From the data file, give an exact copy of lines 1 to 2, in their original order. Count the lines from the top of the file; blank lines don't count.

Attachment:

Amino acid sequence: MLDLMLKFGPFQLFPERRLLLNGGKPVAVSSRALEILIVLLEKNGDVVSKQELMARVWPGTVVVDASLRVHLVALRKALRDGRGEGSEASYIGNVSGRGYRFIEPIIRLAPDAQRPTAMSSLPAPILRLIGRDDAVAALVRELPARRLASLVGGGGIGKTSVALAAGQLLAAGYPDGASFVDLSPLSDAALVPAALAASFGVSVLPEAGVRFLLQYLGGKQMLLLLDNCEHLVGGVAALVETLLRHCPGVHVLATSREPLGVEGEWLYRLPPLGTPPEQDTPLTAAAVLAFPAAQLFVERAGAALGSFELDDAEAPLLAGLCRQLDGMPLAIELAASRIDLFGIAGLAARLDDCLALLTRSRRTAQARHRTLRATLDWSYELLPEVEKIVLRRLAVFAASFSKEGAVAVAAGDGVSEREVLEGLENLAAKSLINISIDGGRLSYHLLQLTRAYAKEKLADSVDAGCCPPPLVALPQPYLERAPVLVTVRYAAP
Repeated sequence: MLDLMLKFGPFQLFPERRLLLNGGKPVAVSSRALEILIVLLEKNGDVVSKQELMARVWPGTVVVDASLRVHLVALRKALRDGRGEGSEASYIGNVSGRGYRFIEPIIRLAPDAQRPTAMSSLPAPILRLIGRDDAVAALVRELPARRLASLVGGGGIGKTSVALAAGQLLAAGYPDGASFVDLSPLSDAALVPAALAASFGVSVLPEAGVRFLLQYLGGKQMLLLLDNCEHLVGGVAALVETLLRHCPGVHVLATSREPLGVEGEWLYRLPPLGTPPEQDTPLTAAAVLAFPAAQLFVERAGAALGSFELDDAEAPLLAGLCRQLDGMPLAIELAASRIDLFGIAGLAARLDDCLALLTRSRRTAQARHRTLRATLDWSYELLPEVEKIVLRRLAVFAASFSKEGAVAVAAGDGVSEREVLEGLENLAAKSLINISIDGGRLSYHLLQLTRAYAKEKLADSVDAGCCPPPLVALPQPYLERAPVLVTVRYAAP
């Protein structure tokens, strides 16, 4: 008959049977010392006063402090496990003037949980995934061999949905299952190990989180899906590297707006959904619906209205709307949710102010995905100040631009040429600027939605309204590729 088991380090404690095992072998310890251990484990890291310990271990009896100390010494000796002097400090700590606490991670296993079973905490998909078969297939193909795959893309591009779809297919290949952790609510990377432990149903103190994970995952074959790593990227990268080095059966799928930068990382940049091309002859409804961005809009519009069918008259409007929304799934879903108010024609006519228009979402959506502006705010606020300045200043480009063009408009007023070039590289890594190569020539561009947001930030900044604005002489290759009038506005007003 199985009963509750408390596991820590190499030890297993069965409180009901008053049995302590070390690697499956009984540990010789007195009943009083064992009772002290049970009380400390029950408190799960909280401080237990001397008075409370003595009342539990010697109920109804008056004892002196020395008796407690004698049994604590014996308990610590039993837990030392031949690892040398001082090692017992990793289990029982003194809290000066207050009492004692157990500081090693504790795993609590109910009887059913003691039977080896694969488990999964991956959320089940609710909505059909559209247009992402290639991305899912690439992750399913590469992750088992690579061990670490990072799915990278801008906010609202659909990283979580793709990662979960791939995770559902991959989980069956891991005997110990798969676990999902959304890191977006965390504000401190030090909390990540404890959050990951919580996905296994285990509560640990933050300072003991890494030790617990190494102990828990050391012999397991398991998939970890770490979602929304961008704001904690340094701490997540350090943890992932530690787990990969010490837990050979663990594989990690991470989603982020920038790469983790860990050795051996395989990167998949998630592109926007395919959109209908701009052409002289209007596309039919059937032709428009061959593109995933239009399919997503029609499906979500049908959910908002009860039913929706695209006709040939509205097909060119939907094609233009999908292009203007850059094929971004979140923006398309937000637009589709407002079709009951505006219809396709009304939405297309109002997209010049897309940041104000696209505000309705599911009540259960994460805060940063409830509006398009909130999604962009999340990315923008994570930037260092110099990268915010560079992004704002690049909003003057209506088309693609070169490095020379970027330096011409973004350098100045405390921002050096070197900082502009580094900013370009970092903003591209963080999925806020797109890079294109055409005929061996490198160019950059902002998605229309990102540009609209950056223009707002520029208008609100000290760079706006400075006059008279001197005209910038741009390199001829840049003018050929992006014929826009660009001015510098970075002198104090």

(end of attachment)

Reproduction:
Amino acid sequence: MLDLMLKFGPFQLFPERRLLLNGGKPVAVSSRALEILIVLLEKNGDVVSKQELMARVWPGTVVVDASLRVHLVALRKALRDGRGEGSEASYIGNVSGRGYRFIEPIIRLAPDAQRPTAMSSLPAPILRLIGRDDAVAALVRELPARRLASLVGGGGIGKTSVALAAGQLLAAGYPDGASFVDLSPLSDAALVPAALAASFGVSVLPEAGVRFLLQYLGGKQMLLLLDNCEHLVGGVAALVETLLRHCPGVHVLATSREPLGVEGEWLYRLPPLGTPPEQDTPLTAAAVLAFPAAQLFVERAGAALGSFELDDAEAPLLAGLCRQLDGMPLAIELAASRIDLFGIAGLAARLDDCLALLTRSRRTAQARHRTLRATLDWSYELLPEVEKIVLRRLAVFAASFSKEGAVAVAAGDGVSEREVLEGLENLAAKSLINISIDGGRLSYHLLQLTRAYAKEKLADSVDAGCCPPPLVALPQPYLERAPVLVTVRYAAP
Repeated sequence: MLDLMLKFGPFQLFPERRLLLNGGKPVAVSSRALEILIVLLEKNGDVVSKQELMARVWPGTVVVDASLRVHLVALRKALRDGRGEGSEASYIGNVSGRGYRFIEPIIRLAPDAQRPTAMSSLPAPILRLIGRDDAVAALVRELPARRLASLVGGGGIGKTSVALAAGQLLAAGYPDGASFVDLSPLSDAALVPAALAASFGVSVLPEAGVRFLLQYLGGKQMLLLLDNCEHLVGGVAALVETLLRHCPGVHVLATSREPLGVEGEWLYRLPPLGTPPEQDTPLTAAAVLAFPAAQLFVERAGAALGSFELDDAEAPLLAGLCRQLDGMPLAIELAASRIDLFGIAGLAARLDDCLALLTRSRRTAQARHRTLRATLDWSYELLPEVEKIVLRRLAVFAASFSKEGAVAVAAGDGVSEREVLEGLENLAAKSLINISIDGGRLSYHLLQLTRAYAKEKLADSVDAGCCPPPLVALPQPYLERAPVLVTVRYAAP